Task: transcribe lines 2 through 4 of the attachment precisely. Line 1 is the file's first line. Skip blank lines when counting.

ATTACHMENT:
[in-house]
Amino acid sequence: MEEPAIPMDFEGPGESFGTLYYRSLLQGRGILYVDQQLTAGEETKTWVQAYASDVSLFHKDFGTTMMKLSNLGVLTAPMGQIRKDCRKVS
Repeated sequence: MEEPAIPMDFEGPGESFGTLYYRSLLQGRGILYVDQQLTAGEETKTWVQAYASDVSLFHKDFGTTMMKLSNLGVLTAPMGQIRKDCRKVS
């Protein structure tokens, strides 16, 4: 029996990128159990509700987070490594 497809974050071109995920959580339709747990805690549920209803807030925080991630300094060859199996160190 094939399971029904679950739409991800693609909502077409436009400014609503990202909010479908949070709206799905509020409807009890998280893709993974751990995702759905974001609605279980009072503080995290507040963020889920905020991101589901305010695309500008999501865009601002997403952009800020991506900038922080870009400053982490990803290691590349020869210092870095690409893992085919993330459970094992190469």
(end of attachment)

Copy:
Amino acid sequence: MEEPAIPMDFEGPGESFGTLYYRSLLQGRGILYVDQQLTAGEETKTWVQAYASDVSLFHKDFGTTMMKLSNLGVLTAPMGQIRKDCRKVS
Repeated sequence: MEEPAIPMDFEGPGESFGTLYYRSLLQGRGILYVDQQLTAGEETKTWVQAYASDVSLFHKDFGTTMMKLSNLGVLTAPMGQIRKDCRKVS
């Protein structure tokens, strides 16, 4: 029996990128159990509700987070490594 497809974050071109995920959580339709747990805690549920209803807030925080991630300094060859199996160190 094939399971029904679950739409991800693609909502077409436009400014609503990202909010479908949070709206799905509020409807009890998280893709993974751990995702759905974001609605279980009072503080995290507040963020889920905020991101589901305010695309500008999501865009601002997403952009800020991506900038922080870009400053982490990803290691590349020869210092870095690409893992085919993330459970094992190469």